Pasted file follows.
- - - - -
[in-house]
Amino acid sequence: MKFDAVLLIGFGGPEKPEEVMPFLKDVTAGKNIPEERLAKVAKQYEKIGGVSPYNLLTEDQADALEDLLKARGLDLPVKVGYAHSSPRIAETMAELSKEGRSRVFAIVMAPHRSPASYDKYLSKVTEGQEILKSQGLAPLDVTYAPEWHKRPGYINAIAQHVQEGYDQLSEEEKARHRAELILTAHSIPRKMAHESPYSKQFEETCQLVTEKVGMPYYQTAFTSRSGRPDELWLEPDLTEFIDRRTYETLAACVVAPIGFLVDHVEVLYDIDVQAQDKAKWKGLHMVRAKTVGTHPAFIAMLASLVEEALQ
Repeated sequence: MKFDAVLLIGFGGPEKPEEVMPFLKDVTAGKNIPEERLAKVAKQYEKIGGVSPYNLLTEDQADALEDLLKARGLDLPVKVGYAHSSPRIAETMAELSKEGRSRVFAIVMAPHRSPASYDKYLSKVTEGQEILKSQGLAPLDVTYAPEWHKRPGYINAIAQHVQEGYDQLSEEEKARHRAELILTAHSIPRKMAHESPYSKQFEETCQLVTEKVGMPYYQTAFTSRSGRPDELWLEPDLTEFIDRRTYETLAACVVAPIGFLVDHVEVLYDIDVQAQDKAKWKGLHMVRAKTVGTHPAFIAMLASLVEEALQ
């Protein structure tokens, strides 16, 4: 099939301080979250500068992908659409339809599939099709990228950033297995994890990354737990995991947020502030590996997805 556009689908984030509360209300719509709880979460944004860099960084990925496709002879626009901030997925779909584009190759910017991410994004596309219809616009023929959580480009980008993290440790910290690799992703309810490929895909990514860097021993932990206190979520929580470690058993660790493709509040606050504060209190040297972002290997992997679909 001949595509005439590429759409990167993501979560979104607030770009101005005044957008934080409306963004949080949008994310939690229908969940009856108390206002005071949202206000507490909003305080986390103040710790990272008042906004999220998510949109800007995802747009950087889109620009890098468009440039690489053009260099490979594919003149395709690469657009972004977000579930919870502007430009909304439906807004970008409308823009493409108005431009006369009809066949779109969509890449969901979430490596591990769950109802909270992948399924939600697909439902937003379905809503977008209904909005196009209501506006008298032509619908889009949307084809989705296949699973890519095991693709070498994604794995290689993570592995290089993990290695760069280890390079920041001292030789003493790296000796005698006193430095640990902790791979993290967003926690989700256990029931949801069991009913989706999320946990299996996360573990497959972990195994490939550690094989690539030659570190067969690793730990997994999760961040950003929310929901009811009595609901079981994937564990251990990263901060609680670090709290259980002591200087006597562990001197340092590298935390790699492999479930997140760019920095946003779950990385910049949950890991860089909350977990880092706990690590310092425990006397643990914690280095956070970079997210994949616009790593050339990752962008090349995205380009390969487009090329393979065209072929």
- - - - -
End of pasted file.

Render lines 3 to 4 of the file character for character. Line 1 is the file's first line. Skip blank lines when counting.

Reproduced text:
Repeated sequence: MKFDAVLLIGFGGPEKPEEVMPFLKDVTAGKNIPEERLAKVAKQYEKIGGVSPYNLLTEDQADALEDLLKARGLDLPVKVGYAHSSPRIAETMAELSKEGRSRVFAIVMAPHRSPASYDKYLSKVTEGQEILKSQGLAPLDVTYAPEWHKRPGYINAIAQHVQEGYDQLSEEEKARHRAELILTAHSIPRKMAHESPYSKQFEETCQLVTEKVGMPYYQTAFTSRSGRPDELWLEPDLTEFIDRRTYETLAACVVAPIGFLVDHVEVLYDIDVQAQDKAKWKGLHMVRAKTVGTHPAFIAMLASLVEEALQ
């Protein structure tokens, strides 16, 4: 099939301080979250500068992908659409339809599939099709990228950033297995994890990354737990995991947020502030590996997805 556009689908984030509360209300719509709880979460944004860099960084990925496709002879626009901030997925779909584009190759910017991410994004596309219809616009023929959580480009980008993290440790910290690799992703309810490929895909990514860097021993932990206190979520929580470690058993660790493709509040606050504060209190040297972002290997992997679909 001949595509005439590429759409990167993501979560979104607030770009101005005044957008934080409306963004949080949008994310939690229908969940009856108390206002005071949202206000507490909003305080986390103040710790990272008042906004999220998510949109800007995802747009950087889109620009890098468009440039690489053009260099490979594919003149395709690469657009972004977000579930919870502007430009909304439906807004970008409308823009493409108005431009006369009809066949779109969509890449969901979430490596591990769950109802909270992948399924939600697909439902937003379905809503977008209904909005196009209501506006008298032509619908889009949307084809989705296949699973890519095991693709070498994604794995290689993570592995290089993990290695760069280890390079920041001292030789003493790296000796005698006193430095640990902790791979993290967003926690989700256990029931949801069991009913989706999320946990299996996360573990497959972990195994490939550690094989690539030659570190067969690793730990997994999760961040950003929310929901009811009595609901079981994937564990251990990263901060609680670090709290259980002591200087006597562990001197340092590298935390790699492999479930997140760019920095946003779950990385910049949950890991860089909350977990880092706990690590310092425990006397643990914690280095956070970079997210994949616009790593050339990752962008090349995205380009390969487009090329393979065209072929």